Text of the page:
The Headley thing… I honestly don’t know how inside the trade talk stuff John Gibbons would be. I think a lot of people might immediately start thinking that this means that the team was in it down to the wire, our in-over-his-head GM beaten out for Headley’s service by the smooth-talkin’ total pro Yankees, or some such utter fucking horseshit. The way I imagine it is more that Gibbons was aware that they were looking at Headley, was asked how he might be a fit, what plans there might have been to use him, whose playing time would have to be sacrificed, etc. I’m entirely just making that up, but I dunno… I’m sure not going to jump to any bigger conclusions based on Gibbers’ supposed knowledge of high level trade talks. He’s got his own job to do, y’know?

Renewed Focus On Pitching Trades?

An insufferable criticism that is too often levelled at the Jays without the hint of any basis in truth — at least as far as anything on the public record is concerned — is the one that goes that the front office operates without a plan. It’s one of those things that people without anything better to piss and moan about, who are unwilling to take a moment’s thought about  the reality of how the front office works, use just because they have some pathological need to spray piss all about as a means to defend against having to contemplate any other of their own feelings.

But… uh… sometimes you maybe see a little kernel of truth in it.

I mean, I know they didn’t actually do anything yet to address the lineup, and that not remotely every rumour you hear is actually true, but… um… really? Back to pitching? We didn’t entirely see these hitters coming back to full health on the horizon? All of the sudden it’s, “Hey, Hutchison’s been bad, maybe we should get a pitcher”?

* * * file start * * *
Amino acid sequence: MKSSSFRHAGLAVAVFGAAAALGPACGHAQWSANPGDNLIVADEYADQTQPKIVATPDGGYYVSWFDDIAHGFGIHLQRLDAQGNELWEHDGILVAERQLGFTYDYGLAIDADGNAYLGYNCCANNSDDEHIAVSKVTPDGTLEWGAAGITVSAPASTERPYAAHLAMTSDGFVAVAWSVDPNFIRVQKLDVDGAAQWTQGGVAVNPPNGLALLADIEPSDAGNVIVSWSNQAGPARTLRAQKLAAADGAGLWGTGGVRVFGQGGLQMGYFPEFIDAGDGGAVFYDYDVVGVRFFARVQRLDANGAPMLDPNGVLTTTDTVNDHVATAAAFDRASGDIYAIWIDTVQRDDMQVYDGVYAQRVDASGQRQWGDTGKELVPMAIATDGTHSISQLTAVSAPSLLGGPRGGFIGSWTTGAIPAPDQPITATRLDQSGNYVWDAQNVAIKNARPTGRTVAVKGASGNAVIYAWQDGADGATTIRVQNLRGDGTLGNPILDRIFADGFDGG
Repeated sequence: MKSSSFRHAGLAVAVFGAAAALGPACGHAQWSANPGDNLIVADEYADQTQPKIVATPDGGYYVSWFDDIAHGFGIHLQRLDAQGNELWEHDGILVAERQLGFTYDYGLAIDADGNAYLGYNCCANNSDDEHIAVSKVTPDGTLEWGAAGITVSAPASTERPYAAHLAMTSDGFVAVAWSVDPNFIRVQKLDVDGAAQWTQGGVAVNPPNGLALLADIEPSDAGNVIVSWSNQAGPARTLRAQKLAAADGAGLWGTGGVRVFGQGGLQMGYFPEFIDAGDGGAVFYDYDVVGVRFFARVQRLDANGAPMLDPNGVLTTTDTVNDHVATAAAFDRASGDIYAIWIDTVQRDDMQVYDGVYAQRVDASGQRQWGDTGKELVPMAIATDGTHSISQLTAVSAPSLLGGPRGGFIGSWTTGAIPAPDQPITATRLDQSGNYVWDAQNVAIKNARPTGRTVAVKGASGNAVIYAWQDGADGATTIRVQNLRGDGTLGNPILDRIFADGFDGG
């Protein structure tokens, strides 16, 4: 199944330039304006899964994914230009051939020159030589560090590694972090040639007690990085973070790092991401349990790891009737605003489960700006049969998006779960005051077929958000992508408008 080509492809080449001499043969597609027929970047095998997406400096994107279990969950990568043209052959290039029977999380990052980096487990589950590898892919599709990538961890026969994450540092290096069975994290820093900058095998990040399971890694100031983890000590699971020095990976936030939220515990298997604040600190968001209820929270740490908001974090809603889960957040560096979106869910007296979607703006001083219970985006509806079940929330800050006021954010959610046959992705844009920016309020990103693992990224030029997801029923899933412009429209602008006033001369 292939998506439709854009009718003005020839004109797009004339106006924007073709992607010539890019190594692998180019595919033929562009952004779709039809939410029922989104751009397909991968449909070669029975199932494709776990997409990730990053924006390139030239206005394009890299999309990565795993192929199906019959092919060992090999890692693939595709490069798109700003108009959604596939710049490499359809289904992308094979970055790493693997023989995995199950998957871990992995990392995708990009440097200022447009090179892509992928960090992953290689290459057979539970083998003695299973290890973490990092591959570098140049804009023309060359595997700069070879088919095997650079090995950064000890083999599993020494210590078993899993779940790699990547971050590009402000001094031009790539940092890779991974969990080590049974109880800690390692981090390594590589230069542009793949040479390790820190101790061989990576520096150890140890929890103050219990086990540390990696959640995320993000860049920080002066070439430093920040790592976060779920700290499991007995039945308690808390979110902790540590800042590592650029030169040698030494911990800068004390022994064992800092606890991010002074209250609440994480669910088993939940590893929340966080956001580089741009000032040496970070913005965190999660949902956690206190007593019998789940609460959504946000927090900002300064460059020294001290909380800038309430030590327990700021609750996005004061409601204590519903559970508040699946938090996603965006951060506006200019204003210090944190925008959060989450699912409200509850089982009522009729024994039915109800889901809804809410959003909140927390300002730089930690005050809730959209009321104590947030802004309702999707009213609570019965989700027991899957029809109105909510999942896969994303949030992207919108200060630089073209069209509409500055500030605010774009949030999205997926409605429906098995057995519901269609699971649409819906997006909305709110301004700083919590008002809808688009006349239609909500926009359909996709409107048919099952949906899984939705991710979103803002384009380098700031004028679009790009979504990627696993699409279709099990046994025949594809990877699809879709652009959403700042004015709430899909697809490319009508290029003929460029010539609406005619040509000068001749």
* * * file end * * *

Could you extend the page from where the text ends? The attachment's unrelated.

Don’t get me wrong, it’s great that these guys are getting closer to returning — and seem to be doing so on or ahead of schedule — but… really?

Layin’ Down The Law

Lastly, Keith Law had a chat with readers today at, and while there weren’t many Jays-related tidbits, one sure stands out. *COUGH*

Keith (kc) [via mobile]
A few years back you were on record as saying Sanchez> Thor. What changed during development to make them flip flop?
The Jays shortened Sanchez’ stride, claiming it would help him get over his front side more – when the opposite is true – and it has ruined him in several ways. He’s less athletic, his command has gone backwards, he doesn’t finish the breaking ball as consistently, and of course guys with upright finishes and short strides are at greater risk of injury. Meanwhile, Thor just keeps getting better, going from a below-average curveball to a solid-average one in about a year and a half – and the Mets didn’t touch what was already a good delivery.


This is better, at least:

Sagar (NYC)
Jim Bowden suggested that the Mets could get Franklin Barreto for Bartolo Colon. Any thoughts on Barreto? Wouldn’t that be a steal for the Mets?
Zero chance of that happening. Like, zero to the power of ten.